A proper job will require an electrician though, and will inevitably end up a bigger job than you thought it would. Modern regulation are very detailed and the electrician can only sign off if all the regulations are met. On an older property that can mean changing quite a lot. It's the right thing to do, but a simple socket move or addition might not be simple.

(or stand a big vase or plant pot in front :))
Mmmm, If it were me I would pull it all off and start again. Thats more work I know but from experience with work like this it is often the better route. As has been said, yes existing tiles do provide a good foundation to tile over BUT if they are either unevenly applied or have a textured surface (which is what yours appear to be) then the job of obtaining a perfect tiled finish becomes harder.... it is quite doable but not as good as starting from a flat surface.
So I wold pull them off, re work the backbox holes by slackening them and then use filler/no nails/squirtystuff to stabilize in place before screwing them back in the correctly aligned position. Then you need to use hardibacker board or similar for you to give you a perfect surface to tile on. A perfectly flat surface makes tiling easy. Its more work for sure but you will only do it once and it will be right.
Cyprus, as I have mentioned before, is completely anglicised. many years of english rule means everything is the same spec as the UK (just like thailand).
The back boxes are cut into the wall blocks before the walls are skimmed, Adjusting a box is impossible. They are completely immobile.
Electrics here are extremely good in all other respects.

I do not want to knock down walls. I am trying to find a plastic "fingerplate" so when the new tiles are on I can fix the plates neatly and in a line.

Its looking like (as always) I can never find exactly what I want, I shall have to consider my options.
Probably more work than you want to go through and may not be legal but you could get a piece of white phenolic or similar electrical/fire rated product and cut and shape one out to cover all the plugs and switches in a single cover? (hammer)

We can buy wooden switch plate and plug covers locally so there could be that option for you if allowed. Think how nice an olive one would look. :wink: Just looked and there are some for sale on British sites.

Just a few more options for you to mull over. :)

Andy, this is a kitchen splash back, with all sorts of hot and cold liquids being, well, splashed about.

If I'm going to achieve any visual improvements (and thats all it is, Its installed and working and completely safe, it just looks bluddy awful), I need a cover plate. Or... several days with a hammer and bolster and 6 tubes of no more nails. :roll:
I'm fed up with this "home improvement" nonsense, havent had a decent week in my workshop this year.
If you want them neat, straight and level, you only have one option, and you know what it is.

To make life slightly easier, when you get to put the new backboxes in (cut them out with a multi-tool plus carbide-chip coated blades, and only cut round the sides that have no cable access, obviously), you could use a piece of thin ply or metal strip to hold them aligned, along top or bottom, and bolted or pop-riveted in place. It will be completely hidden behind the tiling anyway. The only issue is dissimilar metals corroding, but if the wall itself stays dry that won't be a problem. You don't really even need to fill around the replacement boxes, as you're tiling.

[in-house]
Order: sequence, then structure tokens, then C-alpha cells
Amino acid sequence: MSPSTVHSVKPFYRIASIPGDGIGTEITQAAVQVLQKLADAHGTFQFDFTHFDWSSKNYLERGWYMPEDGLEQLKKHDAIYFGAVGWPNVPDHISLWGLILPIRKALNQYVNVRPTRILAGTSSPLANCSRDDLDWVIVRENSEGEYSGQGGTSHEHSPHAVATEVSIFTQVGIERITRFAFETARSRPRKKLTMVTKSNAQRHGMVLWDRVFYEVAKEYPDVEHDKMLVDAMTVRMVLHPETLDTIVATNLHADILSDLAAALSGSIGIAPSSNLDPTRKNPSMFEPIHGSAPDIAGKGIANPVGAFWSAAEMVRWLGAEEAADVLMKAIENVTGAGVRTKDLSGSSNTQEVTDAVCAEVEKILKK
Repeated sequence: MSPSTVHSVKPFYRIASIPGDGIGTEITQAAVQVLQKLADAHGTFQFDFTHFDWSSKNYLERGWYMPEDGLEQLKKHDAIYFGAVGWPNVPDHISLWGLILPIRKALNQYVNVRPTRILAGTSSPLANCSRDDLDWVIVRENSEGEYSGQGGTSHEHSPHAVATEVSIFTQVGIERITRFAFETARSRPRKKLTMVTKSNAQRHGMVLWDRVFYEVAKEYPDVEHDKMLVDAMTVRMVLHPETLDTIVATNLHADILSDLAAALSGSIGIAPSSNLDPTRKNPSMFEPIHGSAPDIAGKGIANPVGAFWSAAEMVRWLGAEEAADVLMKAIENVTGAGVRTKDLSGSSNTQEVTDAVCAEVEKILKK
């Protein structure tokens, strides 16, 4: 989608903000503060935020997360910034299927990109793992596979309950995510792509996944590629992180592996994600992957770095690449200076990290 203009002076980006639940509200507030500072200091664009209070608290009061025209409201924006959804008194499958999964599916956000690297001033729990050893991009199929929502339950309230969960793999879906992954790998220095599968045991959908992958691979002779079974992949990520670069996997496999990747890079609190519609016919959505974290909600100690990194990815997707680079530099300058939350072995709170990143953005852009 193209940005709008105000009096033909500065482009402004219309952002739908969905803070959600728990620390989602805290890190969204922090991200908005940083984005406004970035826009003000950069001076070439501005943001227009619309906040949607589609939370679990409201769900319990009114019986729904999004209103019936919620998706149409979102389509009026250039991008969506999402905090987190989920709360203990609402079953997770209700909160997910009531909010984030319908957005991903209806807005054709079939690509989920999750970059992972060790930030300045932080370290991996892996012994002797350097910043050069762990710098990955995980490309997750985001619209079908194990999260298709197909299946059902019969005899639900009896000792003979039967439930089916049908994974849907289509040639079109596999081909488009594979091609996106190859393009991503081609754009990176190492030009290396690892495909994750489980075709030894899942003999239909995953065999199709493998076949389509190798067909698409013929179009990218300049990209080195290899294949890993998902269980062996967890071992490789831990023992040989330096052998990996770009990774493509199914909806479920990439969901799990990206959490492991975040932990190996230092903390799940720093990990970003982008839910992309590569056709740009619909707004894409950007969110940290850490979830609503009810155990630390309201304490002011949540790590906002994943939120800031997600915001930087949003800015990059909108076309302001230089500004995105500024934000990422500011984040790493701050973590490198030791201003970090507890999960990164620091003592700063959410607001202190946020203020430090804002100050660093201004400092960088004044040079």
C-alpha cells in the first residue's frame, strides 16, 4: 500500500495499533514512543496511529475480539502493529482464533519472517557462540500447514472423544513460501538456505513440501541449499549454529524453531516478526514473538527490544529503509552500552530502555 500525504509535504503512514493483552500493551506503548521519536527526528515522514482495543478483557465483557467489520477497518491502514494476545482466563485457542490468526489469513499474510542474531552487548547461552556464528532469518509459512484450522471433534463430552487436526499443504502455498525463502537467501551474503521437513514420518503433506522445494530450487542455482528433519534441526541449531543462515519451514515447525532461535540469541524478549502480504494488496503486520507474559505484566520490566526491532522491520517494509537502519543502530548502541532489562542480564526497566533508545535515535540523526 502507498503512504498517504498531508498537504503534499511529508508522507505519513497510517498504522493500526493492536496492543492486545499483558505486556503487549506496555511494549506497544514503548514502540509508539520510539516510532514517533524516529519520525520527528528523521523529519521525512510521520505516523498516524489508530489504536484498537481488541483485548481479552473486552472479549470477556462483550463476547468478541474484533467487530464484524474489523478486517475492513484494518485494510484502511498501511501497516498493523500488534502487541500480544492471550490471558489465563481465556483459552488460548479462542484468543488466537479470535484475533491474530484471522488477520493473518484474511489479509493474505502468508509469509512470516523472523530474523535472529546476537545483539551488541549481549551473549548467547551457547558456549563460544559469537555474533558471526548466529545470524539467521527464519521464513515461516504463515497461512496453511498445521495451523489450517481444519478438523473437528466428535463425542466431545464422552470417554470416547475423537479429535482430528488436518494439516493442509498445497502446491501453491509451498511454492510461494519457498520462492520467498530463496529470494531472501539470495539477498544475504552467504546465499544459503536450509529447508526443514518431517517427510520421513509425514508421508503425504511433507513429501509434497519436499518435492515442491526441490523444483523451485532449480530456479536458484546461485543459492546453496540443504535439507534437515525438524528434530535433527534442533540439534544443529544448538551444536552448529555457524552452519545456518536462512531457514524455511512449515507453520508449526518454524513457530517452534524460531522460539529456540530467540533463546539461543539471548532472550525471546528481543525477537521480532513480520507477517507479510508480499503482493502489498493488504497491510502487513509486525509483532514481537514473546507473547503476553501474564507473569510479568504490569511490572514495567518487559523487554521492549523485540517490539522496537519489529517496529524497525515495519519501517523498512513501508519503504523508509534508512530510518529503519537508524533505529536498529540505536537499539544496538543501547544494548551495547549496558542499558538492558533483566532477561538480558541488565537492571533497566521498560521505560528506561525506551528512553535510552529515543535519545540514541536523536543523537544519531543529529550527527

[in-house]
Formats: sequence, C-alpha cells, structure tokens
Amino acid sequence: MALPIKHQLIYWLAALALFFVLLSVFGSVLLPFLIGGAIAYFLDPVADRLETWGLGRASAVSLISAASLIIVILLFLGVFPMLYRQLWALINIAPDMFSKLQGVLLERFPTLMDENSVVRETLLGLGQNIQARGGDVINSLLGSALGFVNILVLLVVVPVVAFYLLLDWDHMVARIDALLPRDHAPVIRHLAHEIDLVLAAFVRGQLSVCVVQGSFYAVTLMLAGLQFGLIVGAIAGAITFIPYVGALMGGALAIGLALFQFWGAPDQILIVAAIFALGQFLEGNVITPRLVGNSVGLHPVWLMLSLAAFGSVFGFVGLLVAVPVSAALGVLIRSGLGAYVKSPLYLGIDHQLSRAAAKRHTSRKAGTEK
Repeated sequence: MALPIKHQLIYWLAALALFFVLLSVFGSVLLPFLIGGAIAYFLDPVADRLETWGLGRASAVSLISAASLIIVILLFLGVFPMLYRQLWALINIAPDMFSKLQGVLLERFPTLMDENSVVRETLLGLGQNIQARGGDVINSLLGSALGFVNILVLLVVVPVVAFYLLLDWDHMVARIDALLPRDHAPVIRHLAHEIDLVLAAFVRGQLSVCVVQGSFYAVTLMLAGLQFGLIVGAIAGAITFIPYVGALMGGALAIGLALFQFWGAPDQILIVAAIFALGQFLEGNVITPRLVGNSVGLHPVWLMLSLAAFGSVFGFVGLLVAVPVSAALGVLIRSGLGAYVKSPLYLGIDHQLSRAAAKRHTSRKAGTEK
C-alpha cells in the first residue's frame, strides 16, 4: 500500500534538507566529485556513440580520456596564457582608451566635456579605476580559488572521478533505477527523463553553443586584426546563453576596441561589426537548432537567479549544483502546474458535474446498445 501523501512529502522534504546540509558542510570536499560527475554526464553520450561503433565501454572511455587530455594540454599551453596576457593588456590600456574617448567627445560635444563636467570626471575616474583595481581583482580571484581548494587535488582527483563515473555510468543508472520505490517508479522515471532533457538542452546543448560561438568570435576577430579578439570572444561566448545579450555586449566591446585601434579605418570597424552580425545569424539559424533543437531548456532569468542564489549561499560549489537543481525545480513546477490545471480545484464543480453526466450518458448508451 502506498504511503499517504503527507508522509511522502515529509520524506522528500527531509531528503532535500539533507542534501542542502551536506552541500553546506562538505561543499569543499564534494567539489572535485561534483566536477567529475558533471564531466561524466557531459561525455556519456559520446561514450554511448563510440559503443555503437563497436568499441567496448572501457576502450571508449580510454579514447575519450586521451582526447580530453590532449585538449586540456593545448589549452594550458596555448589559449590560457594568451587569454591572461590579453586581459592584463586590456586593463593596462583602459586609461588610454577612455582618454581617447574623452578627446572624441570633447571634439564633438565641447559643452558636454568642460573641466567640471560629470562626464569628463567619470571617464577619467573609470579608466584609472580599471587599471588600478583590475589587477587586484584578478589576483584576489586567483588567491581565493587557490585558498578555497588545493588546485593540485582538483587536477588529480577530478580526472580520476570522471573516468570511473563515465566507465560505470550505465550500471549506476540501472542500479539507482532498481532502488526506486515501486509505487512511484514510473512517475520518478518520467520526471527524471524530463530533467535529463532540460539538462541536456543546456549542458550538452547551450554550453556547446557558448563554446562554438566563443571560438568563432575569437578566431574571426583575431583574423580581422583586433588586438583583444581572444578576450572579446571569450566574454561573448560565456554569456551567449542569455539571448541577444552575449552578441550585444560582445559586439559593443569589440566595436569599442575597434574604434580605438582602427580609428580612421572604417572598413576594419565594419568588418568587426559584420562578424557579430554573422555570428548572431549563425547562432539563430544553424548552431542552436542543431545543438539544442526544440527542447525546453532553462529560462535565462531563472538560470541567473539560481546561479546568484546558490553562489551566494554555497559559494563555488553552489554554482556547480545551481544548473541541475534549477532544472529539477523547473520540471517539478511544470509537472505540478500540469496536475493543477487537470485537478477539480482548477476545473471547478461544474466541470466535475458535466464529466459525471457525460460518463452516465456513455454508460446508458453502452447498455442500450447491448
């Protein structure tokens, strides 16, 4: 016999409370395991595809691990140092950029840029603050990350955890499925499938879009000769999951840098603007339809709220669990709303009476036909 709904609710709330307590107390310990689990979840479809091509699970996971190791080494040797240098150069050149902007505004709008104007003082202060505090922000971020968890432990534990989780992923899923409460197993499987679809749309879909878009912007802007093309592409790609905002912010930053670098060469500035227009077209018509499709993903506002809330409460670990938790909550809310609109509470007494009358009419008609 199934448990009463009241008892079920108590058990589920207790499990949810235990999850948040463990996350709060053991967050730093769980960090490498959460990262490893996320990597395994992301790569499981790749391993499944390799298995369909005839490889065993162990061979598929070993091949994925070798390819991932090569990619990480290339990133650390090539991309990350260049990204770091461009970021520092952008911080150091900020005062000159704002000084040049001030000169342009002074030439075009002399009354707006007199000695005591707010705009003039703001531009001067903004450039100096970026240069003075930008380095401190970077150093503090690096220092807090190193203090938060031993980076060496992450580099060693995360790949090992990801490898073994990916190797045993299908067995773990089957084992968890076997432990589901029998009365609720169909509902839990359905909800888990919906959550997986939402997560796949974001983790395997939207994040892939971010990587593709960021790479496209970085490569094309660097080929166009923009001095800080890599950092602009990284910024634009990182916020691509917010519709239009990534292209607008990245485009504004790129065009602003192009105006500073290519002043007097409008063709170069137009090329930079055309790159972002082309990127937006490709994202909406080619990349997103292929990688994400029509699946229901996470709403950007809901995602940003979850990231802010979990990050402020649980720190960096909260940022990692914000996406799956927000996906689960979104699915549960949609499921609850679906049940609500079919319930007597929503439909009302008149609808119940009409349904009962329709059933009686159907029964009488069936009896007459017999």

There are also "dual" backboxes available (as opposed to double ones), which are jolly helpful when you want a pair of single sockets doing different tasks. I have used them a lot. They have the additional advantage that they don't have one of those adjustable threaded lugs (intended to help you get the plate squiffy), and that you can remove the centre divider (but still keep the pair of threaded holes. You are not supposed to do this for certain uses, but it can be most helpful).

Triples and bigger are available, but they are intended for commercial/light industrial use and eye-stretchingly expensive. They also look industrial, similar to the one Andy suggested - nice in an office, but IMHO out of place in a kitchen.

I have done a home made version of the spacer that was linked-to above, and that also works well in a similar way. I used it to make a triple socket (dual box + single). Again, get your alignment done before fixing the backboxes into the wall as a set.

The suggestion of moving the spur boxes (the isolators with fuses) down into cupboards is a good one too - the fewer socket plates you have, even if perfectly aligned, the neater it will look.

I've also fitted surface-mount electrical double-sockets on the underside of a cupboard - I had the ring going to the top of the units already (for a cooker hood). This is almost invisible, but really convenient for things like occasionally plugging-in a food mixer.

Sorry, but you aren't going to neaten that lot up without quite a bit of work, and it's down to fixing the backboxes neatly, then re-tiling neatly too.


PS: I usually cut a spacer, to the above-worktop distance (height) I'm after, for the backboxes. Similarly for above-skirting spacing. Obviously this depends on everything being level to start with (and that's rarely true with skirtings in our house!). If fundamental stuff is out of line you have to compromise somewhere - I usually go for keeping the boxes dead level, and the centre of the set of boxes at a similar distance up from the "horizontal" that dominates (skirting, worktop, whatever). Sometimes it comes down to cutting out paper rectangles and taping them to the wall to see what looks least worst...

And personally I wouldn't be tempted by the idea that you can take L-shapes out of tiles or split them so you don't need to make holes in them for boxes. This was in the tiling chapter of every DIY manual from the 1960s to the 1990s, but to me it always looks amateurish and rarely very neat. So I try to get the boxes in the middle of rows of tiles if I can. There's a bit of drilling and cutting but the result is worth it.